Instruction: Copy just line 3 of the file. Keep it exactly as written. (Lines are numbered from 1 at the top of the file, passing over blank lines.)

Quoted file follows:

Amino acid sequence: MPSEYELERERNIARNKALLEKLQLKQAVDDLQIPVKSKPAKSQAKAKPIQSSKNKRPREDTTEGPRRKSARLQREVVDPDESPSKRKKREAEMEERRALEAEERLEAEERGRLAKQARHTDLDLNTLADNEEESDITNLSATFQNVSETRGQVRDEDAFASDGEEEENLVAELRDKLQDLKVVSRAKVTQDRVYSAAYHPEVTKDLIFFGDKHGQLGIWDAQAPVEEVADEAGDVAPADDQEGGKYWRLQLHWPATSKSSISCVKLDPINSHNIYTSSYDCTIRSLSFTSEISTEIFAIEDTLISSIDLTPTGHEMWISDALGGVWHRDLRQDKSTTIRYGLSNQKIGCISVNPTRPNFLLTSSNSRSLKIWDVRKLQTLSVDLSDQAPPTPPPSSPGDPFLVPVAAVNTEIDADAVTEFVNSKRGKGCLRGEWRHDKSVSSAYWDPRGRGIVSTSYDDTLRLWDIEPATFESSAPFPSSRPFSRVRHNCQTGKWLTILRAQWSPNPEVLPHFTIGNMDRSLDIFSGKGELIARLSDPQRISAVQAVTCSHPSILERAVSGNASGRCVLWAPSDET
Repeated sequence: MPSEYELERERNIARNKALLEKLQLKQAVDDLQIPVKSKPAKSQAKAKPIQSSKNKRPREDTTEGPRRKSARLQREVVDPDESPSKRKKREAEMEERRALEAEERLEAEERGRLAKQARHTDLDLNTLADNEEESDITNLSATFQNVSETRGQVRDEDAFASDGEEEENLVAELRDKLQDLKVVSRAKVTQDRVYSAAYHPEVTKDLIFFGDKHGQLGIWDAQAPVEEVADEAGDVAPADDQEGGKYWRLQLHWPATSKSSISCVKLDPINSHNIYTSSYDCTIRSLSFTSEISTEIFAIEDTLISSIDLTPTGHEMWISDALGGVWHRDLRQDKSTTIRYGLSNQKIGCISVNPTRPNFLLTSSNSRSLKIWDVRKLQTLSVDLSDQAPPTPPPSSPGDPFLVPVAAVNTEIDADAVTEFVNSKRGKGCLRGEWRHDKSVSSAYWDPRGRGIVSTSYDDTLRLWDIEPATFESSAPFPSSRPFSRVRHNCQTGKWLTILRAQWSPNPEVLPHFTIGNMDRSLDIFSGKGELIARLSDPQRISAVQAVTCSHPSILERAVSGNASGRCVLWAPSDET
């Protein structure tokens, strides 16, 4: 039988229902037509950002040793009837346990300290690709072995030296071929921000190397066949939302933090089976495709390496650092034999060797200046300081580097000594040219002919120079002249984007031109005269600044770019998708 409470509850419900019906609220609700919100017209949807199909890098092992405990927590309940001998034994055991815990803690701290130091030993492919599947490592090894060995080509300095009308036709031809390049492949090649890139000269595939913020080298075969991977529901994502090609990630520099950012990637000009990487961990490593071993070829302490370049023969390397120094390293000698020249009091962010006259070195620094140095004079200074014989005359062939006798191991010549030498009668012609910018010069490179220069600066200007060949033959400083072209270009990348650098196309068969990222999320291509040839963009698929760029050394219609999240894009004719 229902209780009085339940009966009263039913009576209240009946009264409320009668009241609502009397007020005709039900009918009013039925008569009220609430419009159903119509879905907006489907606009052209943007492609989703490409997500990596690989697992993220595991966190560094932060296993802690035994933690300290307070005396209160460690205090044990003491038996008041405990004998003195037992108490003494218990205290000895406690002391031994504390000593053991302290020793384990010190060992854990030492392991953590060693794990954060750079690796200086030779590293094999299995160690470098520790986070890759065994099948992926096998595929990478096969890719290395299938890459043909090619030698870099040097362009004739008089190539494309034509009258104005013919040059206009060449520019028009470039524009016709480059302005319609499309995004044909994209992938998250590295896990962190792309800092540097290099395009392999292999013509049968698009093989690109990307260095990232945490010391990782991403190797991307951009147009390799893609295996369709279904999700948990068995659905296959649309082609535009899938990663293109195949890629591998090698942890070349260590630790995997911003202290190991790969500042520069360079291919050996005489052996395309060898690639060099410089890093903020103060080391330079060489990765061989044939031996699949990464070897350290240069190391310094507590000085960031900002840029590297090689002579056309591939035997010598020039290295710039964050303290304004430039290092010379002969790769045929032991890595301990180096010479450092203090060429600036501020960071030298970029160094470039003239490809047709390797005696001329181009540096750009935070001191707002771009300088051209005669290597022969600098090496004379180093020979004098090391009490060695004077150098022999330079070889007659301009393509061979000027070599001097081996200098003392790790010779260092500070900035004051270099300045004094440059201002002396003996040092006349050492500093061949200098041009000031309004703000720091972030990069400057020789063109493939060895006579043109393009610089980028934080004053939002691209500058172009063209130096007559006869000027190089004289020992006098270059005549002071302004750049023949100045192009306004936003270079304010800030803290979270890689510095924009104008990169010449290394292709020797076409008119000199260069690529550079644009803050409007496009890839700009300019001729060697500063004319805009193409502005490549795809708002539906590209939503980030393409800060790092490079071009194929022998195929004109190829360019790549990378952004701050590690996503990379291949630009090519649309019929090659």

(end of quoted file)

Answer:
């Protein structure tokens, strides 16, 4: 039988229902037509950002040793009837346990300290690709072995030296071929921000190397066949939302933090089976495709390496650092034999060797200046300081580097000594040219002919120079002249984007031109005269600044770019998708 409470509850419900019906609220609700919100017209949807199909890098092992405990927590309940001998034994055991815990803690701290130091030993492919599947490592090894060995080509300095009308036709031809390049492949090649890139000269595939913020080298075969991977529901994502090609990630520099950012990637000009990487961990490593071993070829302490370049023969390397120094390293000698020249009091962010006259070195620094140095004079200074014989005359062939006798191991010549030498009668012609910018010069490179220069600066200007060949033959400083072209270009990348650098196309068969990222999320291509040839963009698929760029050394219609999240894009004719 229902209780009085339940009966009263039913009576209240009946009264409320009668009241609502009397007020005709039900009918009013039925008569009220609430419009159903119509879905907006489907606009052209943007492609989703490409997500990596690989697992993220595991966190560094932060296993802690035994933690300290307070005396209160460690205090044990003491038996008041405990004998003195037992108490003494218990205290000895406690002391031994504390000593053991302290020793384990010190060992854990030492392991953590060693794990954060750079690796200086030779590293094999299995160690470098520790986070890759065994099948992926096998595929990478096969890719290395299938890459043909090619030698870099040097362009004739008089190539494309034509009258104005013919040059206009060449520019028009470039524009016709480059302005319609499309995004044909994209992938998250590295896990962190792309800092540097290099395009392999292999013509049968698009093989690109990307260095990232945490010391990782991403190797991307951009147009390799893609295996369709279904999700948990068995659905296959649309082609535009899938990663293109195949890629591998090698942890070349260590630790995997911003202290190991790969500042520069360079291919050996005489052996395309060898690639060099410089890093903020103060080391330079060489990765061989044939031996699949990464070897350290240069190391310094507590000085960031900002840029590297090689002579056309591939035997010598020039290295710039964050303290304004430039290092010379002969790769045929032991890595301990180096010479450092203090060429600036501020960071030298970029160094470039003239490809047709390797005696001329181009540096750009935070001191707002771009300088051209005669290597022969600098090496004379180093020979004098090391009490060695004077150098022999330079070889007659301009393509061979000027070599001097081996200098003392790790010779260092500070900035004051270099300045004094440059201002002396003996040092006349050492500093061949200098041009000031309004703000720091972030990069400057020789063109493939060895006579043109393009610089980028934080004053939002691209500058172009063209130096007559006869000027190089004289020992006098270059005549002071302004750049023949100045192009306004936003270079304010800030803290979270890689510095924009104008990169010449290394292709020797076409008119000199260069690529550079644009803050409007496009890839700009300019001729060697500063004319805009193409502005490549795809708002539906590209939503980030393409800060790092490079071009194929022998195929004109190829360019790549990378952004701050590690996503990379291949630009090519649309019929090659």